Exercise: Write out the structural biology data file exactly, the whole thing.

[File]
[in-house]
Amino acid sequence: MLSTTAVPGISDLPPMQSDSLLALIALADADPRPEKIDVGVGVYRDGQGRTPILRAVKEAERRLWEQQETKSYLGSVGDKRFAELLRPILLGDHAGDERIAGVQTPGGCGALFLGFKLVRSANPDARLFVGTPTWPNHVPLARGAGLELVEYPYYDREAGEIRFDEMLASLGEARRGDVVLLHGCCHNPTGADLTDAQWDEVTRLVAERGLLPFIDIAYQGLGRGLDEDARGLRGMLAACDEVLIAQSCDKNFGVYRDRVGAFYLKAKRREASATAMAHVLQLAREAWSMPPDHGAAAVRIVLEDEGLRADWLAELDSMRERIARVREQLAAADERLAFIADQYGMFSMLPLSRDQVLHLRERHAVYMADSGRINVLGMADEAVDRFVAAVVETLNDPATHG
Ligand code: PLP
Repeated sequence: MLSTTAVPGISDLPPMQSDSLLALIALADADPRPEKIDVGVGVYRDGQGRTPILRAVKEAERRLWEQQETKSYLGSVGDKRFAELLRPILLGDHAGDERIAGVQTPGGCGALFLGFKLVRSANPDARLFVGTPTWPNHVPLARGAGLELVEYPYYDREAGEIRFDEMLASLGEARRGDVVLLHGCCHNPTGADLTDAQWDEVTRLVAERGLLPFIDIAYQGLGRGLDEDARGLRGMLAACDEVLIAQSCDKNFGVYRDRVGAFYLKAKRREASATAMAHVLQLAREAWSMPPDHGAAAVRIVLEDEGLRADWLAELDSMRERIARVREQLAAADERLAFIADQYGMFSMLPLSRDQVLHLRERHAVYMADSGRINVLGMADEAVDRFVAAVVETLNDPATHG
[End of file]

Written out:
[in-house]
Amino acid sequence: MLSTTAVPGISDLPPMQSDSLLALIALADADPRPEKIDVGVGVYRDGQGRTPILRAVKEAERRLWEQQETKSYLGSVGDKRFAELLRPILLGDHAGDERIAGVQTPGGCGALFLGFKLVRSANPDARLFVGTPTWPNHVPLARGAGLELVEYPYYDREAGEIRFDEMLASLGEARRGDVVLLHGCCHNPTGADLTDAQWDEVTRLVAERGLLPFIDIAYQGLGRGLDEDARGLRGMLAACDEVLIAQSCDKNFGVYRDRVGAFYLKAKRREASATAMAHVLQLAREAWSMPPDHGAAAVRIVLEDEGLRADWLAELDSMRERIARVREQLAAADERLAFIADQYGMFSMLPLSRDQVLHLRERHAVYMADSGRINVLGMADEAVDRFVAAVVETLNDPATHG
Ligand code: PLP
Repeated sequence: MLSTTAVPGISDLPPMQSDSLLALIALADADPRPEKIDVGVGVYRDGQGRTPILRAVKEAERRLWEQQETKSYLGSVGDKRFAELLRPILLGDHAGDERIAGVQTPGGCGALFLGFKLVRSANPDARLFVGTPTWPNHVPLARGAGLELVEYPYYDREAGEIRFDEMLASLGEARRGDVVLLHGCCHNPTGADLTDAQWDEVTRLVAERGLLPFIDIAYQGLGRGLDEDARGLRGMLAACDEVLIAQSCDKNFGVYRDRVGAFYLKAKRREASATAMAHVLQLAREAWSMPPDHGAAAVRIVLEDEGLRADWLAELDSMRERIARVREQLAAADERLAFIADQYGMFSMLPLSRDQVLHLRERHAVYMADSGRINVLGMADEAVDRFVAAVVETLNDPATHG